New clues about early star formation are putting a twinkle in astronomers’ eyes this week.
Researchers have discovered clouds of primordial gas from 2 billion years after the Big Bang that confirm what had only been theorized: that early star formations consisted only of the three lightest elements on the periodic table. The study is published in the journal Science.
A separate study published in Science suggests that early stars were much smaller than previously thought, contrary to earlier research that suggested the first stars were more massive than 100 suns. Takashi Hosokawa and colleagues found through numerical simulations that, in fact, the first stars were only about 43 times the mass of our sun.
Long before any star was light or bright, according to the modern cosmological theory, during the first few minutes after the Big Bang, three primary elements existed in the universe: hydrogen, helium and lithium.
The primordial gas is composed of the lightest elements in the periodic table and uncontaminated by the heavier periodic elements - termed “metals” - from stars.
Over the course of hundreds of millions of years after the Big Bang, clumps of primordial gas condensed to form the first stars.
For years, stargazing scientists have tried to find this “pristine” material but have failed - until now.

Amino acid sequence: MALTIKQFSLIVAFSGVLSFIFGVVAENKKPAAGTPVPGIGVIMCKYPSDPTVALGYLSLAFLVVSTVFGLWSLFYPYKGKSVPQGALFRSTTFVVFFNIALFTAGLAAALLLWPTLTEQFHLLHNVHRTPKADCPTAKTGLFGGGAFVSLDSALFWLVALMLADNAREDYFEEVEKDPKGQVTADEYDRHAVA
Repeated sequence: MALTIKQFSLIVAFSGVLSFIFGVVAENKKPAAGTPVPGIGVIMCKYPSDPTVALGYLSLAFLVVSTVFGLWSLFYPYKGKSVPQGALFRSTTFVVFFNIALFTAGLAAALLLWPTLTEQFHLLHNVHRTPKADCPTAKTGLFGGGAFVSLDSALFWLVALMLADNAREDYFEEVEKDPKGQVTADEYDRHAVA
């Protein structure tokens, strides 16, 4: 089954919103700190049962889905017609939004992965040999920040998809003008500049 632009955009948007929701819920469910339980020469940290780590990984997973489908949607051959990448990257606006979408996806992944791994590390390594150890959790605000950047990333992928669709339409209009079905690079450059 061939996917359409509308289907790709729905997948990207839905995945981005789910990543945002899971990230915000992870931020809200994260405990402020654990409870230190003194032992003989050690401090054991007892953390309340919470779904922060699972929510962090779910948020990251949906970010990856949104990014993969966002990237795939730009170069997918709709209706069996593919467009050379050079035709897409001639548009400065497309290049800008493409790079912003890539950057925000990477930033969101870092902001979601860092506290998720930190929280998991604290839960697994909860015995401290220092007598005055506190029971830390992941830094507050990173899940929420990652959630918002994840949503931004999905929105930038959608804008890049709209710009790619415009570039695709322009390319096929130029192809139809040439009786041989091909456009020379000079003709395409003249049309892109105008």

“It’s quite exciting, because it’s the first evidence that fully matches the composition of the primordial gas predicted by the Big Bang theory,” lead author Michele Fumagalli said in a statement.
Fumagalli, a graduate student at University of California, Santa Cruz, and colleagues found the two new pristine clouds while studying the gas properties of galaxies in the distant universe.
Using the spectrometer on one of the world’s more powerful optical telescopes - the Keck I Telescope in Hawaii - astronomers analyzed the wavelengths and mapped out the gas distribution of these distant galaxies.
“We can see absorption lines in the spectrum where the light was absorbed by the gas and that allows us to measure the composition of the gas,” Fumagalli said in a statement.
The researchers are working to understand how common these primordial clouds are and how metals got released in the early galaxies, Fumagalli said.
For more information, check out the Science podcast interview with Fumagalli.